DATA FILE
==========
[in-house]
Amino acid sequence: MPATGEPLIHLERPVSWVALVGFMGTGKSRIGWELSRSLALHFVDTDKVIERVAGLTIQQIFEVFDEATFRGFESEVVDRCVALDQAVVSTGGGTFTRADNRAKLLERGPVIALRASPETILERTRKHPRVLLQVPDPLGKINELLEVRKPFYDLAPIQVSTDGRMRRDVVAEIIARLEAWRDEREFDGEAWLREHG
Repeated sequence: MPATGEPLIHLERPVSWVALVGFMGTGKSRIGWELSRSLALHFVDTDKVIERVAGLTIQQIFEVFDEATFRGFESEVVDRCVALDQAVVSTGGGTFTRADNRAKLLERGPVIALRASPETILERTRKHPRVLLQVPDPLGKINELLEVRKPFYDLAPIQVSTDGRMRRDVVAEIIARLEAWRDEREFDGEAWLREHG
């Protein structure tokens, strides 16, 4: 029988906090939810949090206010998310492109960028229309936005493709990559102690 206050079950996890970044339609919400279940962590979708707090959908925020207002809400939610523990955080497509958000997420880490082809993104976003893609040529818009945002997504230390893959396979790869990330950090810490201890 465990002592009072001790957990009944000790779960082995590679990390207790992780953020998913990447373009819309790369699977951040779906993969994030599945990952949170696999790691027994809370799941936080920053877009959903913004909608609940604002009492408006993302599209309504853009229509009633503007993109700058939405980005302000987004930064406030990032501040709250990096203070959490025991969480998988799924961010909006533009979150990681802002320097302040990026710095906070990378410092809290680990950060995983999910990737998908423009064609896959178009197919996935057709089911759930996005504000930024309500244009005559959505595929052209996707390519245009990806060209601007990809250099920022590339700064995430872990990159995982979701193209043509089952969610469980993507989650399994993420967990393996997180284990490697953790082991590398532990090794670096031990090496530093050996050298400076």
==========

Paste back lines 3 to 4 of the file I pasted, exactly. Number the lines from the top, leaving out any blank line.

Repeated sequence: MPATGEPLIHLERPVSWVALVGFMGTGKSRIGWELSRSLALHFVDTDKVIERVAGLTIQQIFEVFDEATFRGFESEVVDRCVALDQAVVSTGGGTFTRADNRAKLLERGPVIALRASPETILERTRKHPRVLLQVPDPLGKINELLEVRKPFYDLAPIQVSTDGRMRRDVVAEIIARLEAWRDEREFDGEAWLREHG
């Protein structure tokens, strides 16, 4: 029988906090939810949090206010998310492109960028229309936005493709990559102690 206050079950996890970044339609919400279940962590979708707090959908925020207002809400939610523990955080497509958000997420880490082809993104976003893609040529818009945002997504230390893959396979790869990330950090810490201890 465990002592009072001790957990009944000790779960082995590679990390207790992780953020998913990447373009819309790369699977951040779906993969994030599945990952949170696999790691027994809370799941936080920053877009959903913004909608609940604002009492408006993302599209309504853009229509009633503007993109700058939405980005302000987004930064406030990032501040709250990096203070959490025991969480998988799924961010909006533009979150990681802002320097302040990026710095906070990378410092809290680990950060995983999910990737998908423009064609896959178009197919996935057709089911759930996005504000930024309500244009005559959505595929052209996707390519245009990806060209601007990809250099920022590339700064995430872990990159995982979701193209043509089952969610469980993507989650399994993420967990393996997180284990490697953790082991590398532990090794670096031990090496530093050996050298400076």